Refresher Training Performance—refresher training is a recognized best practice but effectiveness can be limited due to the generic nature of the training provided. However, the training needs work process and CADAT tool can be used by trainers to assess for individual worker performance deficiencies during refresher training exercises, which can result in targeted training based on individual worker needs.

Procedure Execution—the process industries is a highly procedural industry. Procedures provide the structured work instruction needed for workers to complete highly complex and time dependent activities. Metrics can be defined which may identify individual workers that need training for specific procedures. Using the CADAT tool could help reveal the competencies expected for effective procedural operations, which could inform general procedure-related training requirements.

Self-Assessments—few process plants provide workers with the opportunity to self-assess; however, such practices are more common in other work environments. The training needs work process and CADAT tool can help workers better identify their own training needs so that individuals can reach their highest performance potential.

Individual or Systemic Problem:

When a trigger occurs and there is evidence of a potential competency problem, another question that may be answered is whether the competency problem is a systemic or individual worker training opportunity. Some of the triggers lend themselves to identifying individual worker training needs directly. For instance, supervisor ratings and self-assessments are inherently focused on individual performance. However, when variation is observed in process values, KPIs, or other metrics, some additional analysis may be employed to determine whether there is an opportunity to improve individual or group performance.

Statistical analysis may be used to answer this question. If the observed variation in KPIs or other metrics is observed across a group of workers over time, then the conclusion may be that there is an opportunity to address a systemic problem with training. Examples of systemic training opportunities may be improvements in trainer competency, training delivery mechanisms, training material, competency model definitions, or training frequencies. Process plants may use their existing root-cause analysis and continuous improvement work processes to identify the specific systemic training program opportunities. If the statistical analysis identifies that the observed variation is limited to an individual worker over time, then the likely conclusion is that there is an opportunity to identify a worker's training needs. The rest of the training needs work process may help identify the specific need(s) expected for the individual worker.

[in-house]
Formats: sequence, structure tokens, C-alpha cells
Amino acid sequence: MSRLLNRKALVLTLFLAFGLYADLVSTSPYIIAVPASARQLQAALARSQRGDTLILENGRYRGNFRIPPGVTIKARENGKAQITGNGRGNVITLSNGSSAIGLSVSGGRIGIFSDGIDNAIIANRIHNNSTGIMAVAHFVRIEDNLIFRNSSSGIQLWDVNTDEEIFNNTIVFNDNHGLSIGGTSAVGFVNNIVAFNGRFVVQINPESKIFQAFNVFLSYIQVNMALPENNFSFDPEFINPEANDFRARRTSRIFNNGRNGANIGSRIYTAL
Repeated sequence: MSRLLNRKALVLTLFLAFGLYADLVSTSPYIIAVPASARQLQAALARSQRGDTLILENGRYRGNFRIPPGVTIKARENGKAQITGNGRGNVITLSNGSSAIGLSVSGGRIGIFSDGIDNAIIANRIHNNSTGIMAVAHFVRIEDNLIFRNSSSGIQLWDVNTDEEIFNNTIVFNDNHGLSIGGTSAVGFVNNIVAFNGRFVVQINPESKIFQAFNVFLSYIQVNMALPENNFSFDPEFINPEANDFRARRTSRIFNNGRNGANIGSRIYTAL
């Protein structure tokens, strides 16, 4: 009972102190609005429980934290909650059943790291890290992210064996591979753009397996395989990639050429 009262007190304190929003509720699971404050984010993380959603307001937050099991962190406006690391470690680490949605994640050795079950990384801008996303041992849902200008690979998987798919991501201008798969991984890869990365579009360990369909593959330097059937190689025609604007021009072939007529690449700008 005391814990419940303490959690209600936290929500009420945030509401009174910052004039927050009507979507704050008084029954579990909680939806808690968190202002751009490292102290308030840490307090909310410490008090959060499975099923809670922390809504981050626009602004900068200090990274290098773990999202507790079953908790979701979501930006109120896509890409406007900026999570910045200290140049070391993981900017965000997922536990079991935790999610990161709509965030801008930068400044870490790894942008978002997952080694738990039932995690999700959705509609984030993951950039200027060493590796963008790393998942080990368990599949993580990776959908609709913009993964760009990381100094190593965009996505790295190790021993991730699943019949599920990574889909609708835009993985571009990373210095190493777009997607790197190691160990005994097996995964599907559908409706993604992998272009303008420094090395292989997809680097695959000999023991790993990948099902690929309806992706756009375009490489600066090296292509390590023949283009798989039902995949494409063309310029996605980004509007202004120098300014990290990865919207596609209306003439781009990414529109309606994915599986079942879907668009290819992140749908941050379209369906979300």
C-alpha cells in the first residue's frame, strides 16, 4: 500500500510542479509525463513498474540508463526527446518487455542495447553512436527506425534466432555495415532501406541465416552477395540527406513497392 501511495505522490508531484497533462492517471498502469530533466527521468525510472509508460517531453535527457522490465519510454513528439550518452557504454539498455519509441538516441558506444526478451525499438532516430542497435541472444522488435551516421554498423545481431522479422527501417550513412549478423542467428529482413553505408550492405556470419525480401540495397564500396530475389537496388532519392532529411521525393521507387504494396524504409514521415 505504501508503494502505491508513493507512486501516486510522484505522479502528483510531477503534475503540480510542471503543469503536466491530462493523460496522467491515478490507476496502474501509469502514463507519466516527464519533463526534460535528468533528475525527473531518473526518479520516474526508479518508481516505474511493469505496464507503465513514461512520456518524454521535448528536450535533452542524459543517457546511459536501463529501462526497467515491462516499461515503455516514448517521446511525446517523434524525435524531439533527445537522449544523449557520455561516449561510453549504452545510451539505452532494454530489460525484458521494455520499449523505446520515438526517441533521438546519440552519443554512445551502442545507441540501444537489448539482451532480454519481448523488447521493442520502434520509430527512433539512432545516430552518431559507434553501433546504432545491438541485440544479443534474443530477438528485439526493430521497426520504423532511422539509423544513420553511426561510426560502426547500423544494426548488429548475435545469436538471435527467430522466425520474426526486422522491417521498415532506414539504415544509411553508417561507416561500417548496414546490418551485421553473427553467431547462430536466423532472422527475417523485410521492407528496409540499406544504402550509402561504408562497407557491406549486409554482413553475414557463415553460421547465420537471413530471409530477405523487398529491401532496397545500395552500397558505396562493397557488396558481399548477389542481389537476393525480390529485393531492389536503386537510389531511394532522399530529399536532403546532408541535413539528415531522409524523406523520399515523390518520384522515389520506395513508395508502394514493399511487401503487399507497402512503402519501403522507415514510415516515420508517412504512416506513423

Individual worker Competency Assessment:

The means of answering the question “Is there a competency problem that may be addressed?” may be supported by a CADAT. As illustrated in FIG. 4C, the CADAT tool supports supervisor and/or trainer assessments of worker competency and outputs potential gaps that could reflect training needs. Key features of the CADAT tool concept include:

Decision aiding—worker competency assessments are limited due to subjectivity, bias, and the fact that competency is not assessed in a comprehensive manner. The CADAT tool addresses these issues by acting as a decision aid for the supervisor or trainer to remove bias and subjectivity and ensure a comprehensive review.